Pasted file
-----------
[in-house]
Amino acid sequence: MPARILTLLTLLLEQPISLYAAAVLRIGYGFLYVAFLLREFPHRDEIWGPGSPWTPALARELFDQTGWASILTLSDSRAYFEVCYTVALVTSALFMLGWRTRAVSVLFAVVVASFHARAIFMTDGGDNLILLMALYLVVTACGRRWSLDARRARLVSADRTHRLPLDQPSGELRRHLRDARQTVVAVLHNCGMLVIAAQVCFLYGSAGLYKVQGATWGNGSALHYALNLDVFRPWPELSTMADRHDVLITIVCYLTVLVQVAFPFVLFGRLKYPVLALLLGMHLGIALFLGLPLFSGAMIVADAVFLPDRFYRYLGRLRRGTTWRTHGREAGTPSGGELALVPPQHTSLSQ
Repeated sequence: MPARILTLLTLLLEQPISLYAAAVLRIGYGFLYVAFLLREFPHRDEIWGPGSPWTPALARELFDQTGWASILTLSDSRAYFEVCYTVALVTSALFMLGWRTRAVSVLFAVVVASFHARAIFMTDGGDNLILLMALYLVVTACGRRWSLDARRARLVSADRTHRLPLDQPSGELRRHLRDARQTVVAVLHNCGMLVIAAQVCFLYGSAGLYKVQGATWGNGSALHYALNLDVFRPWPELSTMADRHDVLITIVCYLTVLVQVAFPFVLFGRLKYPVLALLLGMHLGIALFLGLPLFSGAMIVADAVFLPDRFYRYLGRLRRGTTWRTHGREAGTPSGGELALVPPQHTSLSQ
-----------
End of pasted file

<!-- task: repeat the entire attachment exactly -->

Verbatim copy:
[in-house]
Amino acid sequence: MPARILTLLTLLLEQPISLYAAAVLRIGYGFLYVAFLLREFPHRDEIWGPGSPWTPALARELFDQTGWASILTLSDSRAYFEVCYTVALVTSALFMLGWRTRAVSVLFAVVVASFHARAIFMTDGGDNLILLMALYLVVTACGRRWSLDARRARLVSADRTHRLPLDQPSGELRRHLRDARQTVVAVLHNCGMLVIAAQVCFLYGSAGLYKVQGATWGNGSALHYALNLDVFRPWPELSTMADRHDVLITIVCYLTVLVQVAFPFVLFGRLKYPVLALLLGMHLGIALFLGLPLFSGAMIVADAVFLPDRFYRYLGRLRRGTTWRTHGREAGTPSGGELALVPPQHTSLSQ
Repeated sequence: MPARILTLLTLLLEQPISLYAAAVLRIGYGFLYVAFLLREFPHRDEIWGPGSPWTPALARELFDQTGWASILTLSDSRAYFEVCYTVALVTSALFMLGWRTRAVSVLFAVVVASFHARAIFMTDGGDNLILLMALYLVVTACGRRWSLDARRARLVSADRTHRLPLDQPSGELRRHLRDARQTVVAVLHNCGMLVIAAQVCFLYGSAGLYKVQGATWGNGSALHYALNLDVFRPWPELSTMADRHDVLITIVCYLTVLVQVAFPFVLFGRLKYPVLALLLGMHLGIALFLGLPLFSGAMIVADAVFLPDRFYRYLGRLRRGTTWRTHGREAGTPSGGELALVPPQHTSLSQ